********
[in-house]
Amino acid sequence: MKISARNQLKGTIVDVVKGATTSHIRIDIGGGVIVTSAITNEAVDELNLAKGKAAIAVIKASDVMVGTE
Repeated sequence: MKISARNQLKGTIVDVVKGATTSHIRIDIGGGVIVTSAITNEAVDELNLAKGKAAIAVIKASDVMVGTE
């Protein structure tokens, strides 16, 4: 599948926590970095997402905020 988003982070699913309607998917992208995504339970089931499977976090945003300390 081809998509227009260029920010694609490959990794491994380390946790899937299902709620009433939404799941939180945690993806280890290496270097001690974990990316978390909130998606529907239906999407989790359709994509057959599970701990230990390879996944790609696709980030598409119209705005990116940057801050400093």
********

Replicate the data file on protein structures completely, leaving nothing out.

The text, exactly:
[in-house]
Amino acid sequence: MKISARNQLKGTIVDVVKGATTSHIRIDIGGGVIVTSAITNEAVDELNLAKGKAAIAVIKASDVMVGTE
Repeated sequence: MKISARNQLKGTIVDVVKGATTSHIRIDIGGGVIVTSAITNEAVDELNLAKGKAAIAVIKASDVMVGTE
């Protein structure tokens, strides 16, 4: 599948926590970095997402905020 988003982070699913309607998917992208995504339970089931499977976090945003300390 081809998509227009260029920010694609490959990794491994380390946790899937299902709620009433939404799941939180945690993806280890290496270097001690974990990316978390909130998606529907239906999407989790359709994509057959599970701990230990390879996944790609696709980030598409119209705005990116940057801050400093």